The Lord calling

Preached on: Sunday 27th June 2021
The sermon text is given below or can be download by clicking on the “PDF” button above ABVAILABLE SOON. Additionally, you can download the PowerPoint PDF by clicking here 21-06-27 Message PPT slides multi pages.
Bible references: Matthew 14:22-33
Location: Brightons Parish Church

Let us come to God in prayer before we delve into His word, let us pray:

Come Holy Spirit, soften our hearts to the word of God.
Come Holy Spirit, help us to follow after Jesus.
Come Holy Spirit with power and deep conviction, for we ask it in Jesus name, Amen.

One of the many privileges of ministry is to be asked to conduct someone’s funeral and particularly to write a eulogy, because, someone in my position may not even know the individual all that well and yet, we are given the opportunity and the responsibility to recall and honor another’s life. Often, in a person’s life, there’ll be many seasons, highs and lows, and in the writing this eulogy we’re not simply seeking to recount a chronological series of events, rather,we’re trying to tell a story, we’re trying to tell something of their journey, a very personal journey which has touched upon the lives of other people. The life of faith is also often described as a journey, as a journey of following after Jesus with its own highs and lows, its twists and turns as we go to and fro, and one of my privileges in the past year has been to facilitate the telling of people’s journeys of faith through our Testimony Tuesday evenings. If you’ve not listened to these I heartily encourage you to do so. Look them up on our Youtube Channel or, if you don’t have access to the internet, then please ask for a CD or DVD copy. We’d love to facilitate that for you, because these stories of faith, these testimonies and following after Jesus, were so moving and powerful. Many a time these stories were quite normal, not everyone had a great crisis that brought about a renewed faith or something changed in their life, but each person did have a story to tell because being a Christian is to follow Jesus and if we are following the living Jesus then we should have a story to tell as well.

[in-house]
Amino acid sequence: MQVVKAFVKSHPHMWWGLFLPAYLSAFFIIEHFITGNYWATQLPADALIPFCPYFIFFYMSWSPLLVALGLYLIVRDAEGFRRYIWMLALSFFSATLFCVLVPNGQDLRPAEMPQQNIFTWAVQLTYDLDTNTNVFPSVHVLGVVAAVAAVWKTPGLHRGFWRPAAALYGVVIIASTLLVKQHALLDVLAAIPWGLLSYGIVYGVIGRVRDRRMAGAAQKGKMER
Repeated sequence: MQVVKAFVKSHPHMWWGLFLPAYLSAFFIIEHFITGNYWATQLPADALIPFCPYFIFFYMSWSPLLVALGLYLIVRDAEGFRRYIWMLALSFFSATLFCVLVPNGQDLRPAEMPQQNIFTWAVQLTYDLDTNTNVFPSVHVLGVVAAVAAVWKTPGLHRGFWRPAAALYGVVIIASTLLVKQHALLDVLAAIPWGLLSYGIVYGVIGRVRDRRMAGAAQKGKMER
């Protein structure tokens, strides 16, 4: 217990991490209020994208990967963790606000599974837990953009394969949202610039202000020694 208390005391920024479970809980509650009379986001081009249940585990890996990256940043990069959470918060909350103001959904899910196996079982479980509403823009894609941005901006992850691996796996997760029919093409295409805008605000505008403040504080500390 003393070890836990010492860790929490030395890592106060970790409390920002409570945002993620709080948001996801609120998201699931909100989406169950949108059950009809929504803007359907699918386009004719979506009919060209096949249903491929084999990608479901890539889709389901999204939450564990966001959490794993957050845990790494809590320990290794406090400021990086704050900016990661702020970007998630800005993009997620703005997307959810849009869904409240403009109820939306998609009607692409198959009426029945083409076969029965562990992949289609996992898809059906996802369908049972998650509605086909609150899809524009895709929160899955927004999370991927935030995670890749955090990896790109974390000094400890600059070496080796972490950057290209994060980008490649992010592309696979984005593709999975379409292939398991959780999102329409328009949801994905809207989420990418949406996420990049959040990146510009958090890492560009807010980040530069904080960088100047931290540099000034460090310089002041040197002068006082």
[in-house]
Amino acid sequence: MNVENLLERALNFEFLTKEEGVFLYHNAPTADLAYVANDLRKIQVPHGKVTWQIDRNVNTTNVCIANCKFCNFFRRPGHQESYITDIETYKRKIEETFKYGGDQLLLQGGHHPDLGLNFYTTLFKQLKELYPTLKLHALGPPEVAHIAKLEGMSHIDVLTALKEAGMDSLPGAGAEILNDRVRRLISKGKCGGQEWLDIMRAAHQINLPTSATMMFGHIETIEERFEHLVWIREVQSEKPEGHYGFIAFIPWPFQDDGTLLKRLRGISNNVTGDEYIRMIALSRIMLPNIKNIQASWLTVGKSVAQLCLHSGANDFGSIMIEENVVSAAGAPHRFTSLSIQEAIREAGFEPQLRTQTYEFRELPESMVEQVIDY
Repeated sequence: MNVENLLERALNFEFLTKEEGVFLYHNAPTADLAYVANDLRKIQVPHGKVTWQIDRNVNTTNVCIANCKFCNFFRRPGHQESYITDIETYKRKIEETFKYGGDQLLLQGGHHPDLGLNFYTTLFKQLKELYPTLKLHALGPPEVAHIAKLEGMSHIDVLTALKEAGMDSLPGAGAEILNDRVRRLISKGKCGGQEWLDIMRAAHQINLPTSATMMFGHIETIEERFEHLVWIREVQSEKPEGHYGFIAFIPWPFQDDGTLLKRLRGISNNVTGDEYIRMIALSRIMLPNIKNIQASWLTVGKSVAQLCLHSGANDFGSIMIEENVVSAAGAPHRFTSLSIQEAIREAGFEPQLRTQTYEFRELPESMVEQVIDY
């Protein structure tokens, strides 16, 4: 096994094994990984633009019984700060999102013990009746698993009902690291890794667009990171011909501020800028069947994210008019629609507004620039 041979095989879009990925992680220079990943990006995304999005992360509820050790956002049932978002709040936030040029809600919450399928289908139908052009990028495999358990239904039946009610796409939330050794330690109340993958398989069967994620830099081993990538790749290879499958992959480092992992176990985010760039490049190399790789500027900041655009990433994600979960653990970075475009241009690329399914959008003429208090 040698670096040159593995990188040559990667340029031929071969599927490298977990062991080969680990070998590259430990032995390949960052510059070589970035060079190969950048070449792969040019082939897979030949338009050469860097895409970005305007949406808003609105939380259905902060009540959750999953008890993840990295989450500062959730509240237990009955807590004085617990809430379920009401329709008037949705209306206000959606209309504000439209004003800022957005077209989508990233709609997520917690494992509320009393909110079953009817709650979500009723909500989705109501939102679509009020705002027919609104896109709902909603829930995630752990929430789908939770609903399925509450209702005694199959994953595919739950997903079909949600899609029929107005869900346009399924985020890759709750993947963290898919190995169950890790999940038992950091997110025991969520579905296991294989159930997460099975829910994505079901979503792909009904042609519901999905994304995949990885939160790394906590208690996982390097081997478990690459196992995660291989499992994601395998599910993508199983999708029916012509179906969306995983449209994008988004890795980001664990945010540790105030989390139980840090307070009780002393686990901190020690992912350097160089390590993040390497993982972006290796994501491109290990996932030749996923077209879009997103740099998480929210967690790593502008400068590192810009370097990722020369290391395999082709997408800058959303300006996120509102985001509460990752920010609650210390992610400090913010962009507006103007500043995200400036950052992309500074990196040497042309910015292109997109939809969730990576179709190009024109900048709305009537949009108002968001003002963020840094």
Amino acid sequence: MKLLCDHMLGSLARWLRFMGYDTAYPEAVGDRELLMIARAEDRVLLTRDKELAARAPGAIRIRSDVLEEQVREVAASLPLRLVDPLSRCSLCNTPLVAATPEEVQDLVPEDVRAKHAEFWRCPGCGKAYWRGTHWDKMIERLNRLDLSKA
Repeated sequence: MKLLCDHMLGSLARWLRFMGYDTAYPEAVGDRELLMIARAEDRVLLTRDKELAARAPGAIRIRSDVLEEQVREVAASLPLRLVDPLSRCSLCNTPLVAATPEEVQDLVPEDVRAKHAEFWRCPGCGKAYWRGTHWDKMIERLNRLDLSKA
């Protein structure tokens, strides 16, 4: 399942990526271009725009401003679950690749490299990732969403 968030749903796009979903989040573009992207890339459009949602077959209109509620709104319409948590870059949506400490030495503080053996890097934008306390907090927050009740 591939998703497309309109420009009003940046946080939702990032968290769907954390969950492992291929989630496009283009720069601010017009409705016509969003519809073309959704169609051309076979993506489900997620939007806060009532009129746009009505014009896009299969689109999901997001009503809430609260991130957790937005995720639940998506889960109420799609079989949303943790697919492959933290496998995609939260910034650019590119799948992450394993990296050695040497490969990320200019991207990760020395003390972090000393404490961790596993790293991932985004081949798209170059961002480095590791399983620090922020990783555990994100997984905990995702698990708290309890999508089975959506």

A story about how your faith in Jesus makes a difference to your everyday life and, hopefully, through you, how it has impacted others as well. When the day comes that someone has the great opportunity, I’m sure to tell some of my story I hope it’s a story where Jesus and following Jesus is clearly seen and told. So, if I was to pause right now and ask you to think over your life, to think over the many years maybe that you’ve been a Christian and I was to be asked to write your story, I wonder how much would your story of faith feature?

Would your family, would your friends have stories to tell about how Jesus made a difference to your character? How you following Jesus how the call or teaching of Jesus got you involved in something, got you to start something, maybe got you to stop something maybe, would they be able to say that you had such a close and personal relationship with Jesus that we remember before our God and Father your work produced by faith, your labor prompted by love and your endurance inspired by hope in our Lord Jesus.

What does your story of faith say of you? How is following Jesus seen in your life?

Our gospel story today is a story of faith, it’s a story of following after Jesus and it’s also a story of Jesus, and it’s not so much about faith and following Jesus and the general storms of life that many of us will be able to resonate with, rather it’s much more a story of risky faith that gets you into a bit of a tricky situation.